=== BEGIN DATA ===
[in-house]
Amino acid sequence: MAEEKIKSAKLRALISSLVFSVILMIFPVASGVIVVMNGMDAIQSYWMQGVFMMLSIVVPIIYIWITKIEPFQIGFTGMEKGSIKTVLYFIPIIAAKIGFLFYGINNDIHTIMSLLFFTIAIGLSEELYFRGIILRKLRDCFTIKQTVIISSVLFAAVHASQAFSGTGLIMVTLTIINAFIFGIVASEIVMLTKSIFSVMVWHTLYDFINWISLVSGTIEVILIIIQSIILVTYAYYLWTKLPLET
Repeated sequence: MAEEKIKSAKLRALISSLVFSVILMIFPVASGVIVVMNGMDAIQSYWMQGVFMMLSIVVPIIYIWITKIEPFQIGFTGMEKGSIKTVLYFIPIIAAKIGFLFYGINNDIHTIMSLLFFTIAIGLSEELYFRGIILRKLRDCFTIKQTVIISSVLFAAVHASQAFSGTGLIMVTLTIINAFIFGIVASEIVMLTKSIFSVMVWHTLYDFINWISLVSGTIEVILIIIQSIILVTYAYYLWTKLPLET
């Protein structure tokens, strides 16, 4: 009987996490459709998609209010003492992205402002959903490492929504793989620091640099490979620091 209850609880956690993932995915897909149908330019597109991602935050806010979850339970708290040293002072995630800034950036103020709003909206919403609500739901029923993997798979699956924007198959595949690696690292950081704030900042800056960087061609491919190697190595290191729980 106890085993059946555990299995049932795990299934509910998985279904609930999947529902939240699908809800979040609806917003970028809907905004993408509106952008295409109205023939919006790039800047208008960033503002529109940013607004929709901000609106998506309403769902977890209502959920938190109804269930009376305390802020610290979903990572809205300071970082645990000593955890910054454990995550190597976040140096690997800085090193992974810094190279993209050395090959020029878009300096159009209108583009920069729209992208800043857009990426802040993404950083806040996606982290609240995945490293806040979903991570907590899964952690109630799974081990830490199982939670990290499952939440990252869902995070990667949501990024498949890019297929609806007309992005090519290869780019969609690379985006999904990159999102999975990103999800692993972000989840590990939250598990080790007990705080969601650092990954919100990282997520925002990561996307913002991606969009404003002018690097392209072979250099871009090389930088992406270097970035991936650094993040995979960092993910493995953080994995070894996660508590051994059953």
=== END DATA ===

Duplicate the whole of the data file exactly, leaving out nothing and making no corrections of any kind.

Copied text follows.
[in-house]
Amino acid sequence: MAEEKIKSAKLRALISSLVFSVILMIFPVASGVIVVMNGMDAIQSYWMQGVFMMLSIVVPIIYIWITKIEPFQIGFTGMEKGSIKTVLYFIPIIAAKIGFLFYGINNDIHTIMSLLFFTIAIGLSEELYFRGIILRKLRDCFTIKQTVIISSVLFAAVHASQAFSGTGLIMVTLTIINAFIFGIVASEIVMLTKSIFSVMVWHTLYDFINWISLVSGTIEVILIIIQSIILVTYAYYLWTKLPLET
Repeated sequence: MAEEKIKSAKLRALISSLVFSVILMIFPVASGVIVVMNGMDAIQSYWMQGVFMMLSIVVPIIYIWITKIEPFQIGFTGMEKGSIKTVLYFIPIIAAKIGFLFYGINNDIHTIMSLLFFTIAIGLSEELYFRGIILRKLRDCFTIKQTVIISSVLFAAVHASQAFSGTGLIMVTLTIINAFIFGIVASEIVMLTKSIFSVMVWHTLYDFINWISLVSGTIEVILIIIQSIILVTYAYYLWTKLPLET
């Protein structure tokens, strides 16, 4: 009987996490459709998609209010003492992205402002959903490492929504793989620091640099490979620091 209850609880956690993932995915897909149908330019597109991602935050806010979850339970708290040293002072995630800034950036103020709003909206919403609500739901029923993997798979699956924007198959595949690696690292950081704030900042800056960087061609491919190697190595290191729980 106890085993059946555990299995049932795990299934509910998985279904609930999947529902939240699908809800979040609806917003970028809907905004993408509106952008295409109205023939919006790039800047208008960033503002529109940013607004929709901000609106998506309403769902977890209502959920938190109804269930009376305390802020610290979903990572809205300071970082645990000593955890910054454990995550190597976040140096690997800085090193992974810094190279993209050395090959020029878009300096159009209108583009920069729209992208800043857009990426802040993404950083806040996606982290609240995945490293806040979903991570907590899964952690109630799974081990830490199982939670990290499952939440990252869902995070990667949501990024498949890019297929609806007309992005090519290869780019969609690379985006999904990159999102999975990103999800692993972000989840590990939250598990080790007990705080969601650092990954919100990282997520925002990561996307913002991606969009404003002018690097392209072979250099871009090389930088992406270097970035991936650094993040995979960092993910493995953080994995070894996660508590051994059953």